Jennie Frederick documents ancient papermaking traditions of the Otomi people of San Pablito, Mexico, using the method in her own art to honor a dying culture that has been in place for nearly two millennia. Her work often features the circle, a Mayan symbol of rebirth. Frederick lives with her chocolate labradoodle, Rosarita, on a bucolic 13 acres in a Kansas City, North, home that is half modern, connected by a breezeway to an older home that is half 1940s lodge and half 1836 log cabin, once owned by former longtime Star editorial cartoonist S.J. Ray, Jennie’s great-uncle.
Your home is so different from one side to the other. How do you explain that?
It’s the two parts of me. My studio is the Italian/Japanese/Asian side; the other is my Santa Fe away from Santa Fe. It’s funky and colorful. I want things clean, and without clutter, but if I’m going to have clutter, it’s got to be over the top. I’ve been going to Santa Fe for 30 years, and I’ve collected a lot of folk art.
You come from an artistic family — your great-uncle was a cartoonist and your mother was a pattern maker for Nelly Don. How did that shape you?
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There are lots of black walnuts on the property. My uncle showed me how to make ink out of them, and I remember drawing with the ink. My mother was artistic, too. She made all my clothes growing up. She could whip up an outfit for New Year’s Day in 30 minutes. I would go with her to Nelly Don. I learned how to do purchase orders and how to package supplies. I got to see the professional side of it, to grow up with it and see people making a living at it, which was important to me.
How did you get into textiles?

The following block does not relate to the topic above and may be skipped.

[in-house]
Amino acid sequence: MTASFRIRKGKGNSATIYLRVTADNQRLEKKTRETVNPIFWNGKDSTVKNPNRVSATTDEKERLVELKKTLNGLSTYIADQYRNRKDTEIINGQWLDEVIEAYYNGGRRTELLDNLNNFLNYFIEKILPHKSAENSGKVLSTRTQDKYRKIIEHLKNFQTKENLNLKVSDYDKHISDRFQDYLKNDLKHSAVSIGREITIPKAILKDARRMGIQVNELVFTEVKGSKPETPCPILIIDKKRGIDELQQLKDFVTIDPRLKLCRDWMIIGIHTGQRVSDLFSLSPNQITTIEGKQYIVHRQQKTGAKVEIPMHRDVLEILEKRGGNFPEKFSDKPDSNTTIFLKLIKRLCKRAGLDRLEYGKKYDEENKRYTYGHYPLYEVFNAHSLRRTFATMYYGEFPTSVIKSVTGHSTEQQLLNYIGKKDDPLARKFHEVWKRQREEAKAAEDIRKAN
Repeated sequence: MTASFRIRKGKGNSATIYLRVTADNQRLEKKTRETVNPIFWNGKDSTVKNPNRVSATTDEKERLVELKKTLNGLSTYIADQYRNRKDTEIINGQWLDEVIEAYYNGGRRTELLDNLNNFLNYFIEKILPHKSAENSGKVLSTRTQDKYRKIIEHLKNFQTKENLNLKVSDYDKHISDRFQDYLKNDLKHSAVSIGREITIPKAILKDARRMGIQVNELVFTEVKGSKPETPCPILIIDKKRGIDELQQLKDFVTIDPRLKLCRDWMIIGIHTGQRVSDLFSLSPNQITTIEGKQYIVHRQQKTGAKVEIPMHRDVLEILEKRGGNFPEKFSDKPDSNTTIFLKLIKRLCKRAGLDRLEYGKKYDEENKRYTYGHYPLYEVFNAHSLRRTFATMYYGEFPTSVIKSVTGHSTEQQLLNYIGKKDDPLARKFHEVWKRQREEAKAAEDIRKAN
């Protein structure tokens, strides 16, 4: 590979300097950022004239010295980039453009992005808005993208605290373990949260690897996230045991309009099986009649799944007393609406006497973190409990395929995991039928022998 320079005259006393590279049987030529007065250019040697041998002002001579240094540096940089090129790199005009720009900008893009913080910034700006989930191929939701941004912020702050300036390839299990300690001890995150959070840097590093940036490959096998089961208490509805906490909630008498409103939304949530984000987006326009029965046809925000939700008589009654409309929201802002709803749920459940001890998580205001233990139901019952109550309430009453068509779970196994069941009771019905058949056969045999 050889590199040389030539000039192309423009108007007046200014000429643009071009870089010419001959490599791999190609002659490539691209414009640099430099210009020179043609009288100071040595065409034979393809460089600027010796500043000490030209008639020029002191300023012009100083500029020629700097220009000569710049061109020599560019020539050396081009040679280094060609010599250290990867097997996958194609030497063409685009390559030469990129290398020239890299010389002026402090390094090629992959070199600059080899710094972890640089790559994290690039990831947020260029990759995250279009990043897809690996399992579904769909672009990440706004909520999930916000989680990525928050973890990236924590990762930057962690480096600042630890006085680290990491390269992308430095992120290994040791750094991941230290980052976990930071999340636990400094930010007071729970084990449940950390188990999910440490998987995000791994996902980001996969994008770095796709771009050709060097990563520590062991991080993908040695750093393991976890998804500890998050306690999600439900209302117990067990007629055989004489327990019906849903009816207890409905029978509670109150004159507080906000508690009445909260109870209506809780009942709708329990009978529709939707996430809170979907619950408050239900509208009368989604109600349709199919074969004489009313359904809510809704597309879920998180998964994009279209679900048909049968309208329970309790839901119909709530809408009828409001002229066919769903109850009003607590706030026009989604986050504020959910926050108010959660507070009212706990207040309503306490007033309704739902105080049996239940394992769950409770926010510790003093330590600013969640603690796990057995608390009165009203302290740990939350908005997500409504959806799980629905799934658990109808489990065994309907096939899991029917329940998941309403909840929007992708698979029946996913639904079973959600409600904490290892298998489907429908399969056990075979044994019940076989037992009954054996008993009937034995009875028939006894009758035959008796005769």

I had been exposed to fabrics and textiles my whole life. I went to the Art Institute to specifically work with Joan Livingstone, a feltmaker. It was there that I got into textile collection. A classmate, Fifi White, had a textile collection from Guatemala and she traded some of her huipiles for my work. Then, when I was teaching at Maple Woods early on, I realized we were lacking in Latin American art and pre-Columbian art and got an action plan grant to Mexico, and it was during that first trip when I began documenting the Otomi that I started collecting seriously.
How has your life of travel influenced you?
It has informed my work. I took my first trip abroad at 19 to study art history in Vienna, Austria, for a month, and I was in a couple of museum shows in Germany. Following that, I started traveling to Latin America. I love documenting indigenous people doing what they’ve been doing since the fourth or fifth century. Then to be able to share that in my teachings has been very important to me and influential to my work.
You actually use ancient methods and materials in your art. What is that process?